By now you are aware that electronic logging devices (ELDs) are on their way to the trucking industry for good. The change means the average truck driving job will be somewhat different by virtue of the fact that electronic devices are replacing paper logs. Most of the experts are saying that trucking companies should expect a drop-off in productivity as a result. By the way, ELDs will be mandatory by the end of 2017.
Some companies that have already embraced electronic logging have reported an immediate 10-15% drop-off in production while drivers get used to the technology. Most say that production levels even out eventually, resulting in an overall loss of just 5%. But any loss of productivity is a negative thing.
It is probably not possible to eliminate lost productivity in the ELD era. The entire reason ELDs are being required is because the electronic devices do not lie for the most part. Assuming that some drivers stretch the limits and get away with it using paper logs, doing so will be a lot more difficult with ELD technology on board. So, how do you maintain productivity in the ELD era? Through excellent training and better time management.
Training Drivers to Use the Technology
One of the biggest productivity problems relating to ELDs is one of training. Though the truck driving job itself will not change a whole lot by switching from paper to electronics, drivers still have to learn how to use the new technology property. This can be intimidating to older drivers, especially those on the cusp of retirement.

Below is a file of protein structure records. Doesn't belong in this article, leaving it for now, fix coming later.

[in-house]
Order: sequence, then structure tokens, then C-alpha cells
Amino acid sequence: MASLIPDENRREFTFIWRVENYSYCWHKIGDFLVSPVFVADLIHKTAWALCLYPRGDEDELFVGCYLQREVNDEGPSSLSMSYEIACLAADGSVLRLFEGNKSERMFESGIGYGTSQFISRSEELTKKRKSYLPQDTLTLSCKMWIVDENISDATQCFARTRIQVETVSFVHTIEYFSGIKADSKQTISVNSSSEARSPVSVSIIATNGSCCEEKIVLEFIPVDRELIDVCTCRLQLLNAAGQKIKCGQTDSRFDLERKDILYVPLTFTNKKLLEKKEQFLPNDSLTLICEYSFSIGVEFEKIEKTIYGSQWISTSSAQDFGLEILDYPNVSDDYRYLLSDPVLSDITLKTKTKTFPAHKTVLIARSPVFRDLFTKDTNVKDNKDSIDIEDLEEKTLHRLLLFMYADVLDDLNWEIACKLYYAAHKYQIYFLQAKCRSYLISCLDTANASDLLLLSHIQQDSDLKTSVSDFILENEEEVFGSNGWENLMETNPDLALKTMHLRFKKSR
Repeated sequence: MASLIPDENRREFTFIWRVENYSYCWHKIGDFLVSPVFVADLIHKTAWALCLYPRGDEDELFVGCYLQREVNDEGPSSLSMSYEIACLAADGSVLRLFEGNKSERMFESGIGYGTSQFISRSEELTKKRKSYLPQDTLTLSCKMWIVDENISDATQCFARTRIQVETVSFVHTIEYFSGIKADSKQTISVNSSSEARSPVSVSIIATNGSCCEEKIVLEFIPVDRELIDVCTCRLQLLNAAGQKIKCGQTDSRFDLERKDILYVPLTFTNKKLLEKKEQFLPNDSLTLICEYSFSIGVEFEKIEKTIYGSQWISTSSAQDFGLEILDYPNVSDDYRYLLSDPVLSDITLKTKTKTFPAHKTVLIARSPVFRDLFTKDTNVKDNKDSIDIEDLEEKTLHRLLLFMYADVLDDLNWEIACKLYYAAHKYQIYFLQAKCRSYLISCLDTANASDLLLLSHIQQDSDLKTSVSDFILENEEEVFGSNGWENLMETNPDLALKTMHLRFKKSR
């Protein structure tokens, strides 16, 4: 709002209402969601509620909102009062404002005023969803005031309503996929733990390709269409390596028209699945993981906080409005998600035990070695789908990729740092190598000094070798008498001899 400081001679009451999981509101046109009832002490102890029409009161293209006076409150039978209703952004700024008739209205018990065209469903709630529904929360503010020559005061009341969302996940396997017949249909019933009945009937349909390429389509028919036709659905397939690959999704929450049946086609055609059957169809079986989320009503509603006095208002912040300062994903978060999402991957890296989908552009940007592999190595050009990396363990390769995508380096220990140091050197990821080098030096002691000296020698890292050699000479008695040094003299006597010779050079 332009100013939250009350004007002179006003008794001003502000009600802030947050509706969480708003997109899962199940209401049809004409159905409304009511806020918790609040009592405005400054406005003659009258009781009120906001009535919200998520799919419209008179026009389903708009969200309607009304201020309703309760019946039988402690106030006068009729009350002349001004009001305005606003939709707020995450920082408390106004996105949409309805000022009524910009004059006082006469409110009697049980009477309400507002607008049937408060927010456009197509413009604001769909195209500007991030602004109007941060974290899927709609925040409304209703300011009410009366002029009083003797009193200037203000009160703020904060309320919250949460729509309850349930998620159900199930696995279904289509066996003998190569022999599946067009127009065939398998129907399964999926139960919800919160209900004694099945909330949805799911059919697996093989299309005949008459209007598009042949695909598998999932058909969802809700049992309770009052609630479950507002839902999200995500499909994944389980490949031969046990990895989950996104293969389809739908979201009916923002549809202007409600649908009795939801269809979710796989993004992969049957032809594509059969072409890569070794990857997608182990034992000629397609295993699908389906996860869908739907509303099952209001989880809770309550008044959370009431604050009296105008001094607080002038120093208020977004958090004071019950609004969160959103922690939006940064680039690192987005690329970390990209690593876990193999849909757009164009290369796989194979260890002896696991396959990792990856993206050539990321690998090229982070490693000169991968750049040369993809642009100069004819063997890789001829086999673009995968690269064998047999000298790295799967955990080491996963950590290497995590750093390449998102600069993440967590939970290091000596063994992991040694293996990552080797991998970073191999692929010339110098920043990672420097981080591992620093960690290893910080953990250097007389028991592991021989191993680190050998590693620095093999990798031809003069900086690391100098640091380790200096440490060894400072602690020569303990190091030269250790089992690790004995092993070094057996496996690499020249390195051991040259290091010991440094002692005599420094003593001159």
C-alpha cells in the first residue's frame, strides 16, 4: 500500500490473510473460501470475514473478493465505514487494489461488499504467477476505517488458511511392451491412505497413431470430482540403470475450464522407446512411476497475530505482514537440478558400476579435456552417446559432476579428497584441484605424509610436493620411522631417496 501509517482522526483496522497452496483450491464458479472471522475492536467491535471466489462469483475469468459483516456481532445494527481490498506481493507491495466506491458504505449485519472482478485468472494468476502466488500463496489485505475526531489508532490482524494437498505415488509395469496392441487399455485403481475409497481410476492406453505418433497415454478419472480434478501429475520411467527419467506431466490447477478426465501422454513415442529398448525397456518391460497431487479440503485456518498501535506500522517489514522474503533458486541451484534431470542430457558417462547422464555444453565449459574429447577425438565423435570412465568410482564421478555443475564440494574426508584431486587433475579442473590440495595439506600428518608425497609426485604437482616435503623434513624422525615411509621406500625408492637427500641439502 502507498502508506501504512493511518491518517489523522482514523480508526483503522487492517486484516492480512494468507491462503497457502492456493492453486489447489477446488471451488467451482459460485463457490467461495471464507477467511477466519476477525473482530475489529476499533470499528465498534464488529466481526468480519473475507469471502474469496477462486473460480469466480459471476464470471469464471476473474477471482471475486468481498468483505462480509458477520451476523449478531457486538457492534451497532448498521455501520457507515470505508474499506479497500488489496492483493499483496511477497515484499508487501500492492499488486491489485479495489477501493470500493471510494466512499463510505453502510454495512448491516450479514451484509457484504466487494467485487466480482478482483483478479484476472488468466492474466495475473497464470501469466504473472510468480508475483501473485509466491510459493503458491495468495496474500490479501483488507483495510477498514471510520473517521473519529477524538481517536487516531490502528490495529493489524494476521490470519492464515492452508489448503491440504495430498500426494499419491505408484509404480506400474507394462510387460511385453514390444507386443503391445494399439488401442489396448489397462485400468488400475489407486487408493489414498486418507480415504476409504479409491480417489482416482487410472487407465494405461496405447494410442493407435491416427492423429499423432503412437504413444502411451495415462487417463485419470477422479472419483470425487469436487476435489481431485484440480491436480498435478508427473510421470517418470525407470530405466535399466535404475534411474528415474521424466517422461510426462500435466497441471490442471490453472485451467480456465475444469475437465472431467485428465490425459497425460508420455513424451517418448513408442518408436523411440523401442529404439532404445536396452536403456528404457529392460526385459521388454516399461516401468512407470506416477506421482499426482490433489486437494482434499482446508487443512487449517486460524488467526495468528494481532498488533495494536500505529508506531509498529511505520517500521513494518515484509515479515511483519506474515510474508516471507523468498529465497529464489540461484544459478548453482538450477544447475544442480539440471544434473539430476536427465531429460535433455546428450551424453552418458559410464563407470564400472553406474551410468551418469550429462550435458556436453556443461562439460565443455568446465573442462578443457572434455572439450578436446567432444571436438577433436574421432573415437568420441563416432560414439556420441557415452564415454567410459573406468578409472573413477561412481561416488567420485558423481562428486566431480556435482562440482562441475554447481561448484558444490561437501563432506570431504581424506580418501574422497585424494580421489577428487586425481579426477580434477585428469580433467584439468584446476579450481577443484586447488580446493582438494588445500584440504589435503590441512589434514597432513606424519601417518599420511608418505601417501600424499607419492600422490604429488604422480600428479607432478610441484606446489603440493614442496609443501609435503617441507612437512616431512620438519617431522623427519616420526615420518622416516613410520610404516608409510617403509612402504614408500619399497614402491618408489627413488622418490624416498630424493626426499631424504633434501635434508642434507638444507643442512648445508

This is unfortunate, especially given the fact that electronic logging is not all that complicated in a day and age where most of us use smartphones, tablets, and laptop computers. It is more a matter that people just do not like change. Training can go a long way toward alleviating the stress of change by gradually introducing drivers to ELDs and allowing them to get used to the idea of no paper.
Perhaps the best thing trucking companies can do for their drivers is to install the technology as soon as possible and then gradually introduce it to their workers over the next 18 months. A gradual implementation is a lot easier to swallow than a crash training course in December 2017. As long as training is thorough, companies can take as long as they need to get it done within the deadline window.
Better Management of Driver Time
Once ELD technology has been installed and paper goes away, maintaining productivity is all about better management of driver time. Trucking companies are going to have to do a more efficient job of scheduling loads, planning deliveries, choosing delivery routes, and so on. They may even have to find ways to reduce the amount of time drivers spend waiting for loading, unloading, and other time-wasting exercises.
Better time management can more than make up for any lost production realized by the implementation of ELD technology. There just has to be a will among dispatchers, shippers, and receivers to make it happen. If everything is left in the lap of drivers to work out by themselves, productivity will suffer.
As a side note, many large carriers including C.R. England has been using electronic logging for years now, and we’ve found a way to make it successful. The ELD era has arrived in this country, so now is the time to figure out ways to make it work – before the deadline arrives.